Design Outputs – Truly Control Your Design

News & Insights

By Mark Foley – Sr. Mechanical Designer

If you are involved in the development of medical devices, it’s likely you’ve heard the words ‘design outputs’. Well – What are design outputs? What purpose do they serve? Why should I be concerned about them? These are all just a few questions you will probably ask yourself. I once asked myself the very same questions. After spending the better part of the last seventeen years in medical device product development, I hope that I can help explain what is often a widely misunderstood part of the process.

I’m sure it’s no surprise that referring to the FDA-regulated process for medical device development known as design controls. The design controls process provides a development workflow and a set of criteria of which the FDA expects medical devices under development to conform to if a company hopes to receive approval to market their device in the U.S.

Design outputs are the work produced at the end of design effort, such as drawings, material specifications or manufacturing instructions. They are what controls your design. They must also meet design inputs criteria defined in the planning stage of your project during design verification.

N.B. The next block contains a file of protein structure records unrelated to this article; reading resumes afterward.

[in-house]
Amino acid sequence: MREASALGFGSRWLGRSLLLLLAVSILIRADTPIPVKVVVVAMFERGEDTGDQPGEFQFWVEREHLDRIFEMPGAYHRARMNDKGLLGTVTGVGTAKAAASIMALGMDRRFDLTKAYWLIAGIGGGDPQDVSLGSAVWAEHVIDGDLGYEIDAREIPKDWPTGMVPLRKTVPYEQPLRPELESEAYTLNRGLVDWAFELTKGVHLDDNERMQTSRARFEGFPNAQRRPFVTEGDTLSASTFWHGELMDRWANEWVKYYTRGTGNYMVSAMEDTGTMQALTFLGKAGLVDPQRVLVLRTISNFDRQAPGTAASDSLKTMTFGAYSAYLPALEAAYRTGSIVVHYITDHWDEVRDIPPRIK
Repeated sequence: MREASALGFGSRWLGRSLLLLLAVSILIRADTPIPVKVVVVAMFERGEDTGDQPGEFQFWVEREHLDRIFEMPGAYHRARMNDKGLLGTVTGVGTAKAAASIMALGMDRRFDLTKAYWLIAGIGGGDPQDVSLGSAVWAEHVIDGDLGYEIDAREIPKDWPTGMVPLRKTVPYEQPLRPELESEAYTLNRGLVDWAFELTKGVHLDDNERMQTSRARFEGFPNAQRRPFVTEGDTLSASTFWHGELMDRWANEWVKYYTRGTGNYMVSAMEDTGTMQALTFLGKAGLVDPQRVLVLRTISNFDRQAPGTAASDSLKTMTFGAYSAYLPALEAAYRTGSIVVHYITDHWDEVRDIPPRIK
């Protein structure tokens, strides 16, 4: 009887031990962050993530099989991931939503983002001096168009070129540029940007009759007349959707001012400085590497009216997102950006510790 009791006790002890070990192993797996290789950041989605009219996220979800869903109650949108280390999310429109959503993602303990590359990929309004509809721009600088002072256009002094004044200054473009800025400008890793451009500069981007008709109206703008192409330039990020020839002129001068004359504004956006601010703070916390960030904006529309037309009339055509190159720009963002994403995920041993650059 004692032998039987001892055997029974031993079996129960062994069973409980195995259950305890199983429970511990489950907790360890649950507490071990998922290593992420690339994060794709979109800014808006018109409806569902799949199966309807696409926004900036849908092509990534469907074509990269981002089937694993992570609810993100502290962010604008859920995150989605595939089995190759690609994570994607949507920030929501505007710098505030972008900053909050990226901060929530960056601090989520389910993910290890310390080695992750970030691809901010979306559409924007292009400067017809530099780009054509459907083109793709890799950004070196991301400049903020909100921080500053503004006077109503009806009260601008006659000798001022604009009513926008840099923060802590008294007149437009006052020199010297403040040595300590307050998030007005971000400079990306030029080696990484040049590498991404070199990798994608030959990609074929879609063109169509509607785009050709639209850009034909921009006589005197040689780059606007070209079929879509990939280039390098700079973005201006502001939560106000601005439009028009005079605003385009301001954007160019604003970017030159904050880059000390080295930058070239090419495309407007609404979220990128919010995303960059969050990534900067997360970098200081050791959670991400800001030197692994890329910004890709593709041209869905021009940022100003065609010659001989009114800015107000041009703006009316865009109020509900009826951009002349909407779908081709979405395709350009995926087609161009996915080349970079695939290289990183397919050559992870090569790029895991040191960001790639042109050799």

I often see little time spent thinking about how design outputs will be verified until after the close of the design effort and the start of the verification stage. By this time, it’s too late; it’s something that needs to be considered right from the start of design inputs at the beginning of your work. You will end up wasting time making updates to outputs that have already been released but don’t provide the information you need to verify their inputs. You will find yourself having to navigate the change control process in a hurry as you try to keep the project on schedule. I’ve seen projects delayed for months because of things like this. This scenario can be avoided by paying a little more attention to the design outputs and ensuring they contain the information to make verification possible.

I recommend that during your design stage you create a mechanism to serve as a deliverable that will force you to evaluate each design output against each design input before its release. This is a paper exercise that can often be accomplished in a single document. I like to refer to the document as a technical review. In this document, capture your input and the acceptance criteria that you will use in verification, checking that the information or specification is contained in your design output. Time spent performing this exercise before closing your design stage and freezing your design will serve you well.

Changes made after a design freeze can often mean that other activities or assessments will need to happen and these activities are sure to drain time from your schedule and money from your budget, which doesn’t do anyone any good.

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